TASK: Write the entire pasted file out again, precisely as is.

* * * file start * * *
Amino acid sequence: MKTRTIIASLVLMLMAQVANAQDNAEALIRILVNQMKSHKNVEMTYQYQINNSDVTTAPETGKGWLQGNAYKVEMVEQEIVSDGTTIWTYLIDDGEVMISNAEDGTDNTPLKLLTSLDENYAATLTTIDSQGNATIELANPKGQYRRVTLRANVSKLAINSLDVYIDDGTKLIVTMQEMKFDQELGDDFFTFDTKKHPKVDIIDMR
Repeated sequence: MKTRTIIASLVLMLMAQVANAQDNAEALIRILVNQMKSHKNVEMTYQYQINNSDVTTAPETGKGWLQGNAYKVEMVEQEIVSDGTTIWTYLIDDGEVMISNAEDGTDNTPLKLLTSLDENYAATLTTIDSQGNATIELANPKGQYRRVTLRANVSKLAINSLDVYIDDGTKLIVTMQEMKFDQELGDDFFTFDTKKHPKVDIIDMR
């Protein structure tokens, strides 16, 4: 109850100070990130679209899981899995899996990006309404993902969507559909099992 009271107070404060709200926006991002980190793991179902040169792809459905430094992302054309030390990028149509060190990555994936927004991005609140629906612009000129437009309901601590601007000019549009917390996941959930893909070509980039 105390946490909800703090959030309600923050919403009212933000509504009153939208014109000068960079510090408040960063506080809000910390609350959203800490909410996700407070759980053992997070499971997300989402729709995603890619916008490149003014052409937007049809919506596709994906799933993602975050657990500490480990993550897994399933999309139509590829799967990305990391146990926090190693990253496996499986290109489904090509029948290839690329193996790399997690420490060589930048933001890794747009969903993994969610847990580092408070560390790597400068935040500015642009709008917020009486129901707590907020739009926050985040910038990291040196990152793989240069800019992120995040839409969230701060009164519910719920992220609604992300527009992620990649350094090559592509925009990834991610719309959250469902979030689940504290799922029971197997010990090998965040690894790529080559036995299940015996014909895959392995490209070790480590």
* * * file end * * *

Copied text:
Amino acid sequence: MKTRTIIASLVLMLMAQVANAQDNAEALIRILVNQMKSHKNVEMTYQYQINNSDVTTAPETGKGWLQGNAYKVEMVEQEIVSDGTTIWTYLIDDGEVMISNAEDGTDNTPLKLLTSLDENYAATLTTIDSQGNATIELANPKGQYRRVTLRANVSKLAINSLDVYIDDGTKLIVTMQEMKFDQELGDDFFTFDTKKHPKVDIIDMR
Repeated sequence: MKTRTIIASLVLMLMAQVANAQDNAEALIRILVNQMKSHKNVEMTYQYQINNSDVTTAPETGKGWLQGNAYKVEMVEQEIVSDGTTIWTYLIDDGEVMISNAEDGTDNTPLKLLTSLDENYAATLTTIDSQGNATIELANPKGQYRRVTLRANVSKLAINSLDVYIDDGTKLIVTMQEMKFDQELGDDFFTFDTKKHPKVDIIDMR
């Protein structure tokens, strides 16, 4: 109850100070990130679209899981899995899996990006309404993902969507559909099992 009271107070404060709200926006991002980190793991179902040169792809459905430094992302054309030390990028149509060190990555994936927004991005609140629906612009000129437009309901601590601007000019549009917390996941959930893909070509980039 105390946490909800703090959030309600923050919403009212933000509504009153939208014109000068960079510090408040960063506080809000910390609350959203800490909410996700407070759980053992997070499971997300989402729709995603890619916008490149003014052409937007049809919506596709994906799933993602975050657990500490480990993550897994399933999309139509590829799967990305990391146990926090190693990253496996499986290109489904090509029948290839690329193996790399997690420490060589930048933001890794747009969903993994969610847990580092408070560390790597400068935040500015642009709008917020009486129901707590907020739009926050985040910038990291040196990152793989240069800019992120995040839409969230701060009164519910719920992220609604992300527009992620990649350094090559592509925009990834991610719309959250469902979030689940504290799922029971197997010990090998965040690894790529080559036995299940015996014909895959392995490209070790480590």